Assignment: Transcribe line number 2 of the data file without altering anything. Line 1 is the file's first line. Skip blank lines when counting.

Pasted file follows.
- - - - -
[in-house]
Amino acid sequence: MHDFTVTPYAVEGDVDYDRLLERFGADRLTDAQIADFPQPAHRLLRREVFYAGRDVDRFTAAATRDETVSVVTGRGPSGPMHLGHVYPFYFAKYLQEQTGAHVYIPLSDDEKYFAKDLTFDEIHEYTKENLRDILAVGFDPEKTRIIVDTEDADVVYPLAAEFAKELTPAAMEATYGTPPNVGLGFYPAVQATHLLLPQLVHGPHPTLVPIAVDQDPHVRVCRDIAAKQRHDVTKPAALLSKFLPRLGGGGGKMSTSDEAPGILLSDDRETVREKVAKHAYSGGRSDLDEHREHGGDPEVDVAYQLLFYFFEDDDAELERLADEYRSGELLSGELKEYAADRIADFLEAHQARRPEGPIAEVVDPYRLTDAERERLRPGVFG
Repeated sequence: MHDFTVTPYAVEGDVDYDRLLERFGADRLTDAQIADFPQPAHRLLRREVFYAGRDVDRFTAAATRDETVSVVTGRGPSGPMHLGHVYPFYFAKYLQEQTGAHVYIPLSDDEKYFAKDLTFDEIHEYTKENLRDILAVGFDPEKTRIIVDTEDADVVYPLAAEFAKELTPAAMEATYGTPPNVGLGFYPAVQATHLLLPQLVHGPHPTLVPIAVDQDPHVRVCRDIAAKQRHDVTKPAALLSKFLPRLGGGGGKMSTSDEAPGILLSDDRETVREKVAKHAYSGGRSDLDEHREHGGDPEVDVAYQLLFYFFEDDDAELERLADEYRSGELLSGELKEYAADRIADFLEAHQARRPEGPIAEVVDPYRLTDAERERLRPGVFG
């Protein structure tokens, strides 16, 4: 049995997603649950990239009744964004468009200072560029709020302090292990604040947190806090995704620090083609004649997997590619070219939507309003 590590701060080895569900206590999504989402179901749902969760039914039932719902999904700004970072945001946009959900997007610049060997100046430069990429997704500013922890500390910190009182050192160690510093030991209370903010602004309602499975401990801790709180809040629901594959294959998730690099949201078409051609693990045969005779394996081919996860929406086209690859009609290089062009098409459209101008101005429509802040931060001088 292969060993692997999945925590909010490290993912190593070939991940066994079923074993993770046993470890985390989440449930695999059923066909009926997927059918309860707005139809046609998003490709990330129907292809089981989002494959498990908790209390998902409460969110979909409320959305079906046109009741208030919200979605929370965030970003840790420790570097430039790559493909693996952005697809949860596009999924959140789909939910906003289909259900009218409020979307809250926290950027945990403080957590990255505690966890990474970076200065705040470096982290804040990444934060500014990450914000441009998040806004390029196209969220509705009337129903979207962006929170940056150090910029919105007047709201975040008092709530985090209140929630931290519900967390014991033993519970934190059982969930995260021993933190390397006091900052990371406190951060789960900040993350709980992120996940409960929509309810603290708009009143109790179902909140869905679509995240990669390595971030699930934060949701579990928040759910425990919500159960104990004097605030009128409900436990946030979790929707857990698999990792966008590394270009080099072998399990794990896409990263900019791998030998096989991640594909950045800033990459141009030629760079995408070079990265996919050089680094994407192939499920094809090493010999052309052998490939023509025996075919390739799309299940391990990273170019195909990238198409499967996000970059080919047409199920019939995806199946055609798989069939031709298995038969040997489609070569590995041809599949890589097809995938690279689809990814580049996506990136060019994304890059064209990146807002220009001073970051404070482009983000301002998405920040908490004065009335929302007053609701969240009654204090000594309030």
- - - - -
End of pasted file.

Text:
Amino acid sequence: MHDFTVTPYAVEGDVDYDRLLERFGADRLTDAQIADFPQPAHRLLRREVFYAGRDVDRFTAAATRDETVSVVTGRGPSGPMHLGHVYPFYFAKYLQEQTGAHVYIPLSDDEKYFAKDLTFDEIHEYTKENLRDILAVGFDPEKTRIIVDTEDADVVYPLAAEFAKELTPAAMEATYGTPPNVGLGFYPAVQATHLLLPQLVHGPHPTLVPIAVDQDPHVRVCRDIAAKQRHDVTKPAALLSKFLPRLGGGGGKMSTSDEAPGILLSDDRETVREKVAKHAYSGGRSDLDEHREHGGDPEVDVAYQLLFYFFEDDDAELERLADEYRSGELLSGELKEYAADRIADFLEAHQARRPEGPIAEVVDPYRLTDAERERLRPGVFG